When I was a little girl we had a special place for creating, a little table for us little kids at the back of the family room. Nearby there were paints and crayons and coloured pencils and markers, not to mention loads and loads of paper. We had colouring books and sticker books and paint-with-water books. We hodge-podged and decoupaged and made 3D art with cards and double-sided tape. Making visual art was a joy and a given.
It’s also where I received most of my art wounds. I remember well triumphantly bringing art to show my mom and her saying, “That can’t be art. It didn’t take you long enough.” (As I said in my speech for my mom, she apologized for this many times and now I see how it may have been the words of a tired mom wanting her energetic kid to spend more time busy!) Over and over, I found myself pouring great love onto the page and being discouraged by both the result and the reception.
As I scan my history with the visual arts with a fresh eye this month at the studio, I notice also how many mixed messages I received. I remember low marks for a fashion design I did in grade 7. To this day I remember the crude lines and flat paint, so rudimentary compared to what others were doing (truthfully, not so different from my self-portrait above). I also remember being over the moon at being one of the few chosen to do a landscape on canvas in grade 8. I was so proud and so passionate, until I got stuck on mixing a shade, had the teacher help and then received low marks for the lack of contrast that colour provided!
As I go through each piece and the feedback it elicited, I see how earnestly I received them as the truth about my gifts. When my work wasn’t good or was criticized, I was pained by my lack of talent. When a piece was pleasing and well-received, I thought maybe there was something in me. I internalized every reaction to every piece. I didn’t see that each creation was just a piece, a piece of my work, a piece of me, a moment in time, an example.
It took me a long while to understand that there were actual skills to learn, that it wasn’t just a matter of discovering whether or not you were gifted, that you could enjoy and improve your art through practice and learning. I look back in heartbreak and anger at all of the art classes I attended in which we were never taught a technique or a skill: not shading, not perspective, not how to clean a paintbrush. (I learned that last one from Shannon. Thank you, Shannon!) This was true in school and it was true in courses I explored as an adult.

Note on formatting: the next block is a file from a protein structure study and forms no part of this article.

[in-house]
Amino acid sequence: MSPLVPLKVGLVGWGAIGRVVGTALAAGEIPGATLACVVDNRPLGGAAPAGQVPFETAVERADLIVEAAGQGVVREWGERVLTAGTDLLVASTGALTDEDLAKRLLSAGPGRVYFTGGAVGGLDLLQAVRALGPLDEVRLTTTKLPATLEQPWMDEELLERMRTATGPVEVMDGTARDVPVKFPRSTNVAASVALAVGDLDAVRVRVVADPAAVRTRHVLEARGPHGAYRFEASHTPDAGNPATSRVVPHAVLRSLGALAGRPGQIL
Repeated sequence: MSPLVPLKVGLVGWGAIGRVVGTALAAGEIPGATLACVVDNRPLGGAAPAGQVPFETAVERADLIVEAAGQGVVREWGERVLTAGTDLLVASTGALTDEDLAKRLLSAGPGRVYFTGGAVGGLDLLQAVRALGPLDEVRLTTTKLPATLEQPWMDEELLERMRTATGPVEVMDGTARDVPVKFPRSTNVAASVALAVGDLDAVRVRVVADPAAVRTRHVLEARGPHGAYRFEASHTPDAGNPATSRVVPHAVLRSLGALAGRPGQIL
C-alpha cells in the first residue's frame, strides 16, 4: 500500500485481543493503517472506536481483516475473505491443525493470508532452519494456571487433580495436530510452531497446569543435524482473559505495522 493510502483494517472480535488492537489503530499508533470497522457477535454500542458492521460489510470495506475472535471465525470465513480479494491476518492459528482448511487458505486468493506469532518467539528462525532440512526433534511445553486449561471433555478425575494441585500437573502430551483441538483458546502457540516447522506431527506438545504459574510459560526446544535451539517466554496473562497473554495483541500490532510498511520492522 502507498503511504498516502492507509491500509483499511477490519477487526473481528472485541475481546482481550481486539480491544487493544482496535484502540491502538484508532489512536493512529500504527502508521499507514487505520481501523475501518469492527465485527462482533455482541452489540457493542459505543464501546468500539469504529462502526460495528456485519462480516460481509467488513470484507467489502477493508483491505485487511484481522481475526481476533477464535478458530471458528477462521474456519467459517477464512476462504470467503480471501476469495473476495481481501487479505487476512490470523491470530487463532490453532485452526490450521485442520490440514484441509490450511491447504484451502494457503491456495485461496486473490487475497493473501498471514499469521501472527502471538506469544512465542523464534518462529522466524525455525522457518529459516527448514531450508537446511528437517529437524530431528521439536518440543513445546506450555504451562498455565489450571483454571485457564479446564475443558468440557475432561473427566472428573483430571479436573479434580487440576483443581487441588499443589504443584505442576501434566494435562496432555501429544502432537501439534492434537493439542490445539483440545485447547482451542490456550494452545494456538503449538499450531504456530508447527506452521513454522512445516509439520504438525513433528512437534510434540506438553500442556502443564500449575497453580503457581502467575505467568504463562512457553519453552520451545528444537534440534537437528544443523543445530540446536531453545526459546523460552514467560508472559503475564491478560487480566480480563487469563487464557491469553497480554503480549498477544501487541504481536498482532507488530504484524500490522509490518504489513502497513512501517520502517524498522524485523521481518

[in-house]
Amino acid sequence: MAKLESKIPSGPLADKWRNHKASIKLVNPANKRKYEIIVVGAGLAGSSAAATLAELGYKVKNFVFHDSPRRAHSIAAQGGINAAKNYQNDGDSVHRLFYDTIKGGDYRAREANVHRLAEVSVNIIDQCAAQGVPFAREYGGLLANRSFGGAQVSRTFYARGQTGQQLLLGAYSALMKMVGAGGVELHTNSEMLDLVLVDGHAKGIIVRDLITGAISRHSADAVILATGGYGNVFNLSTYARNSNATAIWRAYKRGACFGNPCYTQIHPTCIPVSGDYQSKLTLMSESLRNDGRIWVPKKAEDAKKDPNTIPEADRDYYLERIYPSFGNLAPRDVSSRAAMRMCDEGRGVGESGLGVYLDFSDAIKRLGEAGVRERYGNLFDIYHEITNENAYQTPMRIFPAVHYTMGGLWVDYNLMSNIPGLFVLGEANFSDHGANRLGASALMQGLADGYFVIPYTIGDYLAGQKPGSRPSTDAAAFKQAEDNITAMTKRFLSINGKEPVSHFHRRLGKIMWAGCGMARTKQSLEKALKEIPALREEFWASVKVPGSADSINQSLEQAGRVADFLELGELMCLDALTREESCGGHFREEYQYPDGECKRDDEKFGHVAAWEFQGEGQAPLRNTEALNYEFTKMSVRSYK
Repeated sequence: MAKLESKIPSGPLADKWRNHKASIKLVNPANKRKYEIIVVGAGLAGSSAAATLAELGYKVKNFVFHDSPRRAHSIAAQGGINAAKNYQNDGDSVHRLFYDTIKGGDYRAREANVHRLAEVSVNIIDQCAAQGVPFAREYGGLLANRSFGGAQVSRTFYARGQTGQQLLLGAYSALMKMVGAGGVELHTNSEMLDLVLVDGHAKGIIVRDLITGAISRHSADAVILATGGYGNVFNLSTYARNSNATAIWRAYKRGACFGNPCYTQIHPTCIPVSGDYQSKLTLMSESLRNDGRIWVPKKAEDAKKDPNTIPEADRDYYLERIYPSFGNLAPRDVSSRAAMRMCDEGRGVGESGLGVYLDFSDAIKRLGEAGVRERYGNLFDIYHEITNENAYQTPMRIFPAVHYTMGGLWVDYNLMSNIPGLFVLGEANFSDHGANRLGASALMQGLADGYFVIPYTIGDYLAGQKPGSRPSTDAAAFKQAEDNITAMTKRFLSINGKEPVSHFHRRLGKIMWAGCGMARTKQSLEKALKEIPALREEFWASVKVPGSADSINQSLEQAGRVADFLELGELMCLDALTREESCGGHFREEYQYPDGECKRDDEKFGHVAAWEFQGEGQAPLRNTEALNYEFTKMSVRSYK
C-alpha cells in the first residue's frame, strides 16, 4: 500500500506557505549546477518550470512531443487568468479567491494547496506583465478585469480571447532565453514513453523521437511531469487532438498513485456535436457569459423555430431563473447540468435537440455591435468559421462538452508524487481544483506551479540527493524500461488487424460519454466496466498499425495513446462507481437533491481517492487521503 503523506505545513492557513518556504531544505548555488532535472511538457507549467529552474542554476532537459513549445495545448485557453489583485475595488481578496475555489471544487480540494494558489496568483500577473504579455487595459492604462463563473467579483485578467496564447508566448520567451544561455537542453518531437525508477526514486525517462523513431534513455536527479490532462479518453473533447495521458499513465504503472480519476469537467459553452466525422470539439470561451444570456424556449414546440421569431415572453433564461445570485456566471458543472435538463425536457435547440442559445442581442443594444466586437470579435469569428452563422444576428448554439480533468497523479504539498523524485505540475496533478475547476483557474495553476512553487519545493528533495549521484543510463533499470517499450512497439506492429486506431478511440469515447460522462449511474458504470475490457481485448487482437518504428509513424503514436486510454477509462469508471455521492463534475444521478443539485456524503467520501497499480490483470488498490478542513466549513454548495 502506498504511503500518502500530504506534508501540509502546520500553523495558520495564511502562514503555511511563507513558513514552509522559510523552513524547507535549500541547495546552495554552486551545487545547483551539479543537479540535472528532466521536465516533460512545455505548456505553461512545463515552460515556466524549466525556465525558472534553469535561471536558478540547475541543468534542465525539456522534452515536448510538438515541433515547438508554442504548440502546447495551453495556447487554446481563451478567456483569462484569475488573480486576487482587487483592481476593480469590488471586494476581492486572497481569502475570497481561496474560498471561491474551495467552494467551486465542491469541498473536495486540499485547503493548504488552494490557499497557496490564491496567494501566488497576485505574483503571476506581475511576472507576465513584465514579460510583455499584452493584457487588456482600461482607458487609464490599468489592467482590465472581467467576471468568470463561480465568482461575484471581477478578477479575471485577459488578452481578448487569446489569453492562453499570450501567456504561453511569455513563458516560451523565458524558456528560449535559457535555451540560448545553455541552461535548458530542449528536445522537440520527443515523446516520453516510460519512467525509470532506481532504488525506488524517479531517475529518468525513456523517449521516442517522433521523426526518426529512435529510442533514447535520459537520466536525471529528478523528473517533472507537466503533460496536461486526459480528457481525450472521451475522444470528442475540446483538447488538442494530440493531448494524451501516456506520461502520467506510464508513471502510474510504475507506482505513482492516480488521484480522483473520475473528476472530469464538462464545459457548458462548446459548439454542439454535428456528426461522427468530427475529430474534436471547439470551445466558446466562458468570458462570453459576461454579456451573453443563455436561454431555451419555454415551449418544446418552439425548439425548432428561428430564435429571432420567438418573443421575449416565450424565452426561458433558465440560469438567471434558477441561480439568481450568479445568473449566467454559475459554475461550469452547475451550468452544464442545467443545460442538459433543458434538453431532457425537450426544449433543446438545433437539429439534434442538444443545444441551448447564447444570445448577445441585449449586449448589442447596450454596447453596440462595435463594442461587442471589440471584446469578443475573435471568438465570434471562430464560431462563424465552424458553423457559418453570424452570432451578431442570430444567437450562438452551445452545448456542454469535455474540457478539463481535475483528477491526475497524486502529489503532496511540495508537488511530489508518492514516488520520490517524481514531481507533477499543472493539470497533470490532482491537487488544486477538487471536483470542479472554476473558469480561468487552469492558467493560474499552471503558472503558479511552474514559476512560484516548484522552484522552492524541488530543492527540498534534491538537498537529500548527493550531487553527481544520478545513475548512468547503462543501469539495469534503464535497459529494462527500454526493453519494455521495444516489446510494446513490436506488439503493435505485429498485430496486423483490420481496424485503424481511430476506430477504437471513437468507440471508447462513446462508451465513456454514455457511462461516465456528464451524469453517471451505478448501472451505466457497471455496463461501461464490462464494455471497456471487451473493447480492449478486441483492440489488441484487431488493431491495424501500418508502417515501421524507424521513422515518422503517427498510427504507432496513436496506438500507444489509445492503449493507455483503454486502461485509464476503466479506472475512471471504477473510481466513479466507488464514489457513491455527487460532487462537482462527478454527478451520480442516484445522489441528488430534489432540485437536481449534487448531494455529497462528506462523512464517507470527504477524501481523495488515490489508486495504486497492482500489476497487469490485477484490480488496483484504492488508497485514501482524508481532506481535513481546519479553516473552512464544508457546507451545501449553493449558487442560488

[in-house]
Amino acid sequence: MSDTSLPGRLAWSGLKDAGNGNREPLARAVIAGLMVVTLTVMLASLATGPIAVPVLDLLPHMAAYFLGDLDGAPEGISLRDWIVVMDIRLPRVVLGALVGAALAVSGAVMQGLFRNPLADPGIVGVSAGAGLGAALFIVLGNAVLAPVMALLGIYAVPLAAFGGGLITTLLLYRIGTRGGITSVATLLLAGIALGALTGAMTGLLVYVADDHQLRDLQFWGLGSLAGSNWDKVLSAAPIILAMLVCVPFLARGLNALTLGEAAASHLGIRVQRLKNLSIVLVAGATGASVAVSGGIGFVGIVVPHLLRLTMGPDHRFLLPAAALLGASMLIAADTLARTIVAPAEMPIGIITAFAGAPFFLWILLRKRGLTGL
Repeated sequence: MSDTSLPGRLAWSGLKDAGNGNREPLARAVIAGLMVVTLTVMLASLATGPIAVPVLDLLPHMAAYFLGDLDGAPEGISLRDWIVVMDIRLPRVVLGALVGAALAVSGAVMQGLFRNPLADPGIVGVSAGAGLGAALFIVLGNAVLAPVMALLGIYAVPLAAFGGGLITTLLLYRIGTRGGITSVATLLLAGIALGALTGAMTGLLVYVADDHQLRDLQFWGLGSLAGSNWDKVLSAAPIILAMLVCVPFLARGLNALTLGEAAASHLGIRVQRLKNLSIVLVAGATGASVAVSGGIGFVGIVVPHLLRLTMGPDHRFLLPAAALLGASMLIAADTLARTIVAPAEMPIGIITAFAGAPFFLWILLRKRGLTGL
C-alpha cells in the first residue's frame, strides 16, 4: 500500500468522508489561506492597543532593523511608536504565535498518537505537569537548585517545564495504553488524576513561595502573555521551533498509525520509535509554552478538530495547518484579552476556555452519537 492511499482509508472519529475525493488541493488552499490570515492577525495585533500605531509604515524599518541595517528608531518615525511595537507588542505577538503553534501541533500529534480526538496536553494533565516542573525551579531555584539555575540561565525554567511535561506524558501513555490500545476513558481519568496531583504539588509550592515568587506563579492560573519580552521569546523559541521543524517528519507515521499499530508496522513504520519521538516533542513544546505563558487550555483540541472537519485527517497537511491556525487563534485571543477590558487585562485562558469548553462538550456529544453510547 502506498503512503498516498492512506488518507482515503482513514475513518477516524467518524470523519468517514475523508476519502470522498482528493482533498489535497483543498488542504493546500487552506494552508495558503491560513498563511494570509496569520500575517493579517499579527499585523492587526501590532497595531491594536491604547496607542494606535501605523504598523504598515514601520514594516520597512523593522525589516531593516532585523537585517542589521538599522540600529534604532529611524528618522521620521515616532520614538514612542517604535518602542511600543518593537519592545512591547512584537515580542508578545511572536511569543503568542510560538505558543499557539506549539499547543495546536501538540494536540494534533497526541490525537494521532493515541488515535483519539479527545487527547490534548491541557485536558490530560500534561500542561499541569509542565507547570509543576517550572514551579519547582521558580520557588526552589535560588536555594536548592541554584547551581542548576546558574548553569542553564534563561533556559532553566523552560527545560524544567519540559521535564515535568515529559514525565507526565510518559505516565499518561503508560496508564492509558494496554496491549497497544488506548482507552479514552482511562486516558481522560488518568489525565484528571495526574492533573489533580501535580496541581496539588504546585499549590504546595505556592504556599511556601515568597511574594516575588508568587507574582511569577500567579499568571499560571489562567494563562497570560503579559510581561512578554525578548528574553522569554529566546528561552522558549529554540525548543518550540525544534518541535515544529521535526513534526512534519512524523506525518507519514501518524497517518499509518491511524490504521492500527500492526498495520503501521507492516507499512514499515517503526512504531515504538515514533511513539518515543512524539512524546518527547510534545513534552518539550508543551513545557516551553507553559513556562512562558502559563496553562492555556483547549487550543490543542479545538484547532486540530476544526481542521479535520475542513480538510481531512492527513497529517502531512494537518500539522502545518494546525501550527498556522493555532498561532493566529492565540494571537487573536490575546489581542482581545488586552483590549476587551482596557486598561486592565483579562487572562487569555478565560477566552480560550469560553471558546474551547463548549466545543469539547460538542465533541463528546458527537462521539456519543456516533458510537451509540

In a heartfelt commitment to follow my desire to express myself visually I threw myself into classes that pulled me apart at the seams each week. I’d come home crying with frustration and despair at feeling absolutely incapable of fulfilling the class assignment. I felt physically bound, like I wanted to dance but was strapped to a table, like I was strangled by the need to scream or sing or whisper. I felt like a baby thrown into deep waters and expected to swim.
I kept going. I kept hoping that somewhere, somehow there would be a clue, a key, a foothold. One day the teacher stopped and taught us simple shading. Simple shading. Circles evolved into spheres. Triangles transformed into pyramids. The whole WORLD is made up of shapes. I’d come up for air.
There is so much healing and learning for me to do in the visual arts. I’ve learned to hold it lightly, to let each piece be just a piece, and to balance that lightness with my dogged determination to learn. As I do, I allow myself the sheer sensual pleasure of creating: the traction of the pastel on the page, the vibrant aliveness of colour, the familiar scent of markers, the sound of coloured pencils as I play. I try not to take it personally when colours turn to mud and figures fly out of proportion or when my art looks just like it did when I was 9. I try to recognize it for what it is, a moment in time, an experience, a piece of my personal art history.
How about you?
- What are your memories of the visual arts?
- What joy have you found in this form of expression?
- What healing is still to be done?
- What is your Visual Art History?
- What new Visual Art stories would you like to create?
This month we’re exploring our art history at Jamie Ridler Studios. I’d love to hear your story. Feel free to leave a comment or email me, if you want to keep it private. I may not be able to respond to all of your emails, but I promise to witness every word with love, respect and compassion for you and your art history.